Teen sold cocaine to gardai posing as drug users
A TEEN'S 'drug network' was smashed when he repeatedly sold cocaine to undercover gardai during a sting operation, a court heard.
The youth, who had no prior criminal convictions, pleaded guilty at Dublin Children's Court yesterday to possessing cocaine for supply at three different locations in Dublin city's south side, in February, June and January of this year.
In evidence, Garda Barry Hart told Judge Bryan Smyth that an operation by the Garda National Drugs Unit had been set up to target street dealing.
A 17-year-old was identified after investigating gardai made contact with him on a mobile phone "that was being used by a drug distribution network".
On the first occasion the teen answered the phone and asked the garda "What would you like?", to which the undercover officer replied, "just rock".
The teen met him 10 minutes later holding a number of packages and said "take your pick", at which the garda handed over €40 for cocaine.
A few weeks later the investigating officers contacted him again and asked for €40 worth of cocaine. They met at a football pitch in south Dublin where the youth asked the officer, "you got the €40?"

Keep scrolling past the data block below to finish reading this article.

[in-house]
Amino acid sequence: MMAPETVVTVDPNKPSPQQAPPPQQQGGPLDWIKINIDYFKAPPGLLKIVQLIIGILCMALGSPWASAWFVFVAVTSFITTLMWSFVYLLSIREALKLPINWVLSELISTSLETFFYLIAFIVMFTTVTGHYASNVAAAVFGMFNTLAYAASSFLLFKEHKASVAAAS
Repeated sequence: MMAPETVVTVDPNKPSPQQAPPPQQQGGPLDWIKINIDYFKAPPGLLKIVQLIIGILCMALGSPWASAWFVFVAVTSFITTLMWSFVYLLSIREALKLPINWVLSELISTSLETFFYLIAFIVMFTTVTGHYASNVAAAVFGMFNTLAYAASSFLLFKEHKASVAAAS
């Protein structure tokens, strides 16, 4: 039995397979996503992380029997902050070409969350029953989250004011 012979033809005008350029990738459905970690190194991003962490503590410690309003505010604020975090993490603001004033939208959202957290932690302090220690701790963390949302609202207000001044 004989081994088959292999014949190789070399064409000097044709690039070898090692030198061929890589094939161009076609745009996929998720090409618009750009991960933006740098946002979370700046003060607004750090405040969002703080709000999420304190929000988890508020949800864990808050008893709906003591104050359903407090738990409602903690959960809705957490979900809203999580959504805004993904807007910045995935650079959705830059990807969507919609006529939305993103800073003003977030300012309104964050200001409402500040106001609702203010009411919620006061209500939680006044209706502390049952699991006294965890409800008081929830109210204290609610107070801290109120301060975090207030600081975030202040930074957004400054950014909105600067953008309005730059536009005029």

The garda, who was posing as a drug user, replied "yes", and was handed a bag of white powder, which also transpired to be cocaine.
On the third date, the teen approached two more undercover gardai and asked if they wanted to buy drugs.
"He came back 10 minutes later and said 'that will be €50, it is on the wall'," said the garda.
In mitigation, defence solicitor Maura Kiely told Judge Smyth that her client had a tragic family background. He had been "effectively made an orphan" when his mother died and at around the same time his father received a lengthy prison sentence.
He also become separated from siblings who were now living in the UK, while he lived with a grandparent.
Ms Kiely said that at the time of the drug seizures, the boy was in a "state of despair," had been heavily abusing alcohol and cannabis and was "doing nothing at all." She told the court that the youth has now got a place on a training course and was trying to stay out of trouble.
Judge Smyth said that there was no excuse and adjourned the case until a date in November for a pre-sentence probation report to be furnished.